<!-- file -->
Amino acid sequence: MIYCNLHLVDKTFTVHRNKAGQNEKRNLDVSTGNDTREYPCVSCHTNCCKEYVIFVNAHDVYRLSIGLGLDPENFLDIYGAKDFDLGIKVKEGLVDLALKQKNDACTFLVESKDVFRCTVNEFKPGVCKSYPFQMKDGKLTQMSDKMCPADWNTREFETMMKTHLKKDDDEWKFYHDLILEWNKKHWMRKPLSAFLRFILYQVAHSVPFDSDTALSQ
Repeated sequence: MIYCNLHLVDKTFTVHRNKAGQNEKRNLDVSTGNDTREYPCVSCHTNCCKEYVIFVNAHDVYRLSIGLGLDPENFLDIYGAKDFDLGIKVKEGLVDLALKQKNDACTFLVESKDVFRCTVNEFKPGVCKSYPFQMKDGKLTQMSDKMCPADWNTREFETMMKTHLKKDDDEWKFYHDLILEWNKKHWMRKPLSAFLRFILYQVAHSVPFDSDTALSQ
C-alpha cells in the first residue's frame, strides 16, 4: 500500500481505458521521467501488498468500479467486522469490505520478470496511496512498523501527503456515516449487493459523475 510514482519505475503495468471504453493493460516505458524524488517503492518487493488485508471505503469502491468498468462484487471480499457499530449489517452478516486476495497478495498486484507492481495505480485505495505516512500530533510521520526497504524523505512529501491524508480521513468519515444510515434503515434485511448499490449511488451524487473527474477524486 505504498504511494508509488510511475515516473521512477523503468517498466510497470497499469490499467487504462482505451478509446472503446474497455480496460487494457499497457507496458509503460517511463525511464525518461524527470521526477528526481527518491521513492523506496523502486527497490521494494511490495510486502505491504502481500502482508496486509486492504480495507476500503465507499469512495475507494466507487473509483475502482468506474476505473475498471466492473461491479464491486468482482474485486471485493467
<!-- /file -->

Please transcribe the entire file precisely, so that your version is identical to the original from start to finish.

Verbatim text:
Amino acid sequence: MIYCNLHLVDKTFTVHRNKAGQNEKRNLDVSTGNDTREYPCVSCHTNCCKEYVIFVNAHDVYRLSIGLGLDPENFLDIYGAKDFDLGIKVKEGLVDLALKQKNDACTFLVESKDVFRCTVNEFKPGVCKSYPFQMKDGKLTQMSDKMCPADWNTREFETMMKTHLKKDDDEWKFYHDLILEWNKKHWMRKPLSAFLRFILYQVAHSVPFDSDTALSQ
Repeated sequence: MIYCNLHLVDKTFTVHRNKAGQNEKRNLDVSTGNDTREYPCVSCHTNCCKEYVIFVNAHDVYRLSIGLGLDPENFLDIYGAKDFDLGIKVKEGLVDLALKQKNDACTFLVESKDVFRCTVNEFKPGVCKSYPFQMKDGKLTQMSDKMCPADWNTREFETMMKTHLKKDDDEWKFYHDLILEWNKKHWMRKPLSAFLRFILYQVAHSVPFDSDTALSQ
C-alpha cells in the first residue's frame, strides 16, 4: 500500500481505458521521467501488498468500479467486522469490505520478470496511496512498523501527503456515516449487493459523475 510514482519505475503495468471504453493493460516505458524524488517503492518487493488485508471505503469502491468498468462484487471480499457499530449489517452478516486476495497478495498486484507492481495505480485505495505516512500530533510521520526497504524523505512529501491524508480521513468519515444510515434503515434485511448499490449511488451524487473527474477524486 505504498504511494508509488510511475515516473521512477523503468517498466510497470497499469490499467487504462482505451478509446472503446474497455480496460487494457499497457507496458509503460517511463525511464525518461524527470521526477528526481527518491521513492523506496523502486527497490521494494511490495510486502505491504502481500502482508496486509486492504480495507476500503465507499469512495475507494466507487473509483475502482468506474476505473475498471466492473461491479464491486468482482474485486471485493467